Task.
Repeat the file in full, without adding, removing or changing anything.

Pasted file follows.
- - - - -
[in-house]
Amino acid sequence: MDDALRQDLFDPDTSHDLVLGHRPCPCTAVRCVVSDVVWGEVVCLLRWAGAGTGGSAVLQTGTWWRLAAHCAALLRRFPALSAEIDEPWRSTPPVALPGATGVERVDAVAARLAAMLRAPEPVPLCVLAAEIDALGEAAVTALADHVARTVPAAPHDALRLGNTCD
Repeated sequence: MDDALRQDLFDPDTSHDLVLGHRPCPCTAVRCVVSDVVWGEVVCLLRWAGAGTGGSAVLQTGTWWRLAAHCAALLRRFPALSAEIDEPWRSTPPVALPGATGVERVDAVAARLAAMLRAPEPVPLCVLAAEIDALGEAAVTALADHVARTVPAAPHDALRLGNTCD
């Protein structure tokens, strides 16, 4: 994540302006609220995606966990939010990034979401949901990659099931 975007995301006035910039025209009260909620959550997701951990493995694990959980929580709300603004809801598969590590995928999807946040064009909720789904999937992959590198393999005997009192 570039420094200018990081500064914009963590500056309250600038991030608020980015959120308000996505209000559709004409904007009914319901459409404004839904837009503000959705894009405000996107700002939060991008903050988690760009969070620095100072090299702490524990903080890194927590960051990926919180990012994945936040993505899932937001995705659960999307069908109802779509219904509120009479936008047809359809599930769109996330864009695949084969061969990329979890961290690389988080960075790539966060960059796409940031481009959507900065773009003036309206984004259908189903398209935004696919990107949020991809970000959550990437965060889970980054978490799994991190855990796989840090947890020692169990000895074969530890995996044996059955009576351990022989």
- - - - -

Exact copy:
[in-house]
Amino acid sequence: MDDALRQDLFDPDTSHDLVLGHRPCPCTAVRCVVSDVVWGEVVCLLRWAGAGTGGSAVLQTGTWWRLAAHCAALLRRFPALSAEIDEPWRSTPPVALPGATGVERVDAVAARLAAMLRAPEPVPLCVLAAEIDALGEAAVTALADHVARTVPAAPHDALRLGNTCD
Repeated sequence: MDDALRQDLFDPDTSHDLVLGHRPCPCTAVRCVVSDVVWGEVVCLLRWAGAGTGGSAVLQTGTWWRLAAHCAALLRRFPALSAEIDEPWRSTPPVALPGATGVERVDAVAARLAAMLRAPEPVPLCVLAAEIDALGEAAVTALADHVARTVPAAPHDALRLGNTCD
């Protein structure tokens, strides 16, 4: 994540302006609220995606966990939010990034979401949901990659099931 975007995301006035910039025209009260909620959550997701951990493995694990959980929580709300603004809801598969590590995928999807946040064009909720789904999937992959590198393999005997009192 570039420094200018990081500064914009963590500056309250600038991030608020980015959120308000996505209000559709004409904007009914319901459409404004839904837009503000959705894009405000996107700002939060991008903050988690760009969070620095100072090299702490524990903080890194927590960051990926919180990012994945936040993505899932937001995705659960999307069908109802779509219904509120009479936008047809359809599930769109996330864009695949084969061969990329979890961290690389988080960075790539966060960059796409940031481009959507900065773009003036309206984004259908189903398209935004696919990107949020991809970000959550990437965060889970980054978490799994991190855990796989840090947890020692169990000895074969530890995996044996059955009576351990022989």